Enteral Nutrition Administration
By Jennifer Doley, MBA, RD, CNSC, FAND
Today’s Dietitian
Vol. 26 No. 3 P. 30

Clearing Up Common Misconceptions for Optimal Patient Care

Enteral nutrition (EN) can supplement oral intake for individuals who can’t eat enough food to meet their nutritional needs, or it may be the sole source of nutrition for those who are nothing by mouth. Dysphagia is the most common condition that necessitates the use of EN, which may be caused by medical conditions such as stroke, Parkinson’s disease, amyotrophic lateral sclerosis, head and neck cancer, and multiple sclerosis. Other conditions that may require the use of EN include reduced level of consciousness and mechanical ventilation.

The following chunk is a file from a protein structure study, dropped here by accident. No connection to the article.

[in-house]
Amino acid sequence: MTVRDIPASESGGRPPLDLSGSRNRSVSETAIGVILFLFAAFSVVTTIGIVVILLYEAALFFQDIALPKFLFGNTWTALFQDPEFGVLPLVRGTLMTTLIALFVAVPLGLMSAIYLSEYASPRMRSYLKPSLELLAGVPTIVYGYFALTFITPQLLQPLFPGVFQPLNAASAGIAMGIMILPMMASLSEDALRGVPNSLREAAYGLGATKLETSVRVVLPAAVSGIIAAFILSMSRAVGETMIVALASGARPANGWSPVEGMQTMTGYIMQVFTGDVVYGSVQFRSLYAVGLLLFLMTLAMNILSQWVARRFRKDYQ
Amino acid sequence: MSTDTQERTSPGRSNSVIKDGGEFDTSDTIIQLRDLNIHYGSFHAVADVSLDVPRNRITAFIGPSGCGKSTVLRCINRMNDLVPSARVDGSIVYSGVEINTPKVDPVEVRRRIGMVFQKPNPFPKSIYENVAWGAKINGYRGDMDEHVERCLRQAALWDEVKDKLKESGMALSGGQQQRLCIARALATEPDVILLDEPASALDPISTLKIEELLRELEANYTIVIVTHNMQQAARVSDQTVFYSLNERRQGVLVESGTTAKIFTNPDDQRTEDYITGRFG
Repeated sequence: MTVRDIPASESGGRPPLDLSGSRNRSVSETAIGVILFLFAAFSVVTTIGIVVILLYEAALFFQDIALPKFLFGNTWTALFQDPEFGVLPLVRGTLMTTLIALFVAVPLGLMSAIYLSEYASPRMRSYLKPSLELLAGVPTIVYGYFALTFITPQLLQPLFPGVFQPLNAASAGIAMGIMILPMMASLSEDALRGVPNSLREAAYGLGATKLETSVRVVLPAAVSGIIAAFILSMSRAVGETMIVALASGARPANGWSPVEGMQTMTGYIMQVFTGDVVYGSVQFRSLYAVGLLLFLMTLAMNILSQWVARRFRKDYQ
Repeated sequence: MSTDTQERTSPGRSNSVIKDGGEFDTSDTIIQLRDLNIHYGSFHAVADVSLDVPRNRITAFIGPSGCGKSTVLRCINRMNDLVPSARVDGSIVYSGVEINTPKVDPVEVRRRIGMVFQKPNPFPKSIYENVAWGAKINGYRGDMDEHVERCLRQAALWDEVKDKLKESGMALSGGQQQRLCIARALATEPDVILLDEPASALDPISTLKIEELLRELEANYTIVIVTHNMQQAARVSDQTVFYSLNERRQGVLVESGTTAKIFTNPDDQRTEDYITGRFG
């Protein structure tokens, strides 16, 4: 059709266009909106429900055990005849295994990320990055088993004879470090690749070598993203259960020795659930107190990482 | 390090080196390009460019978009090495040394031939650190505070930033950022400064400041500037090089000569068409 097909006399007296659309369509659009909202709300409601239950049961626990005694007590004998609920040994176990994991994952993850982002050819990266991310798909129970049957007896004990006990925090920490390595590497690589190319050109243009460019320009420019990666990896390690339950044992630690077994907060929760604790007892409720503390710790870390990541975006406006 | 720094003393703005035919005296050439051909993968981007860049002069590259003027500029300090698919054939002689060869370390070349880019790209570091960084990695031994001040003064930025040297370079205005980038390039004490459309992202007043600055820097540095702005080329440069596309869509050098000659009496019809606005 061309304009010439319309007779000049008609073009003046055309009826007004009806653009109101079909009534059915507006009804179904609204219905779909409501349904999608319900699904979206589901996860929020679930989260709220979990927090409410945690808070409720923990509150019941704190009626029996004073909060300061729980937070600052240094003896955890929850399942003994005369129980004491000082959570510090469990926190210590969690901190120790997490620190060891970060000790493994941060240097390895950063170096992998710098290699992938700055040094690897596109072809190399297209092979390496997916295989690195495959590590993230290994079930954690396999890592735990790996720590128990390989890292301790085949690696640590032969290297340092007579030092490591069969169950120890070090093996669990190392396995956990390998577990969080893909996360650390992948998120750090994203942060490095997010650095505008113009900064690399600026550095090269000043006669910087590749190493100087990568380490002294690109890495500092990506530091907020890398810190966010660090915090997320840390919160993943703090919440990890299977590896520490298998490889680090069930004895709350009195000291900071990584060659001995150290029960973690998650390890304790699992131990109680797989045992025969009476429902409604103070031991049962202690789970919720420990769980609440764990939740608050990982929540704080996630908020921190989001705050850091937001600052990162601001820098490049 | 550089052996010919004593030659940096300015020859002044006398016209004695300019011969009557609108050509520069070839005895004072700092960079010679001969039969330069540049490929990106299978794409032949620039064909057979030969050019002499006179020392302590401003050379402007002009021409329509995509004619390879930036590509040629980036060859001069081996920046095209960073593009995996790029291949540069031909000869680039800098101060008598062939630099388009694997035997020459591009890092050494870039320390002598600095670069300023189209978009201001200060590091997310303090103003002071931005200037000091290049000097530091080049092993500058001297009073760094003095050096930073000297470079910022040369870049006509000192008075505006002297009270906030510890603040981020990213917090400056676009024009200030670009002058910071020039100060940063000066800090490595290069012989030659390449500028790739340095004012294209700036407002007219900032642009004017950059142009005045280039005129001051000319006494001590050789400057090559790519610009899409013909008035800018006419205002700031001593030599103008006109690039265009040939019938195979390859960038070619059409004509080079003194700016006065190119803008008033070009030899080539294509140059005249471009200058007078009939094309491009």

When sufficient oral intake isn’t possible, EN is preferred over parenteral nutrition (PN), as it helps maintain gut integrity by preventing gastrointestinal (GI) mucosal atrophy and permeability, supports immune function, and lowers costs of care. It’s therefore important that evidence-based practice is used to ensure EN tolerance is monitored appropriately and that withholding EN is limited as much as possible.

Although EN is a commonly used nutritional therapy, especially in the hospital setting, many misconceptions exist regarding when it should be started, how and when to advance to goal rate, and when it should be held. These misconceptions can result in prolonged inadequate nutritional intake and lead to malnutrition. Dispelling these misconceptions can ensure that patients receive sufficient EN to meet their nutritional needs to support healing and recovery.

This article discusses the most common misconceptions surrounding EN administration and provides evidence-based practice guidance for better patient outcomes.

Common Misconceptions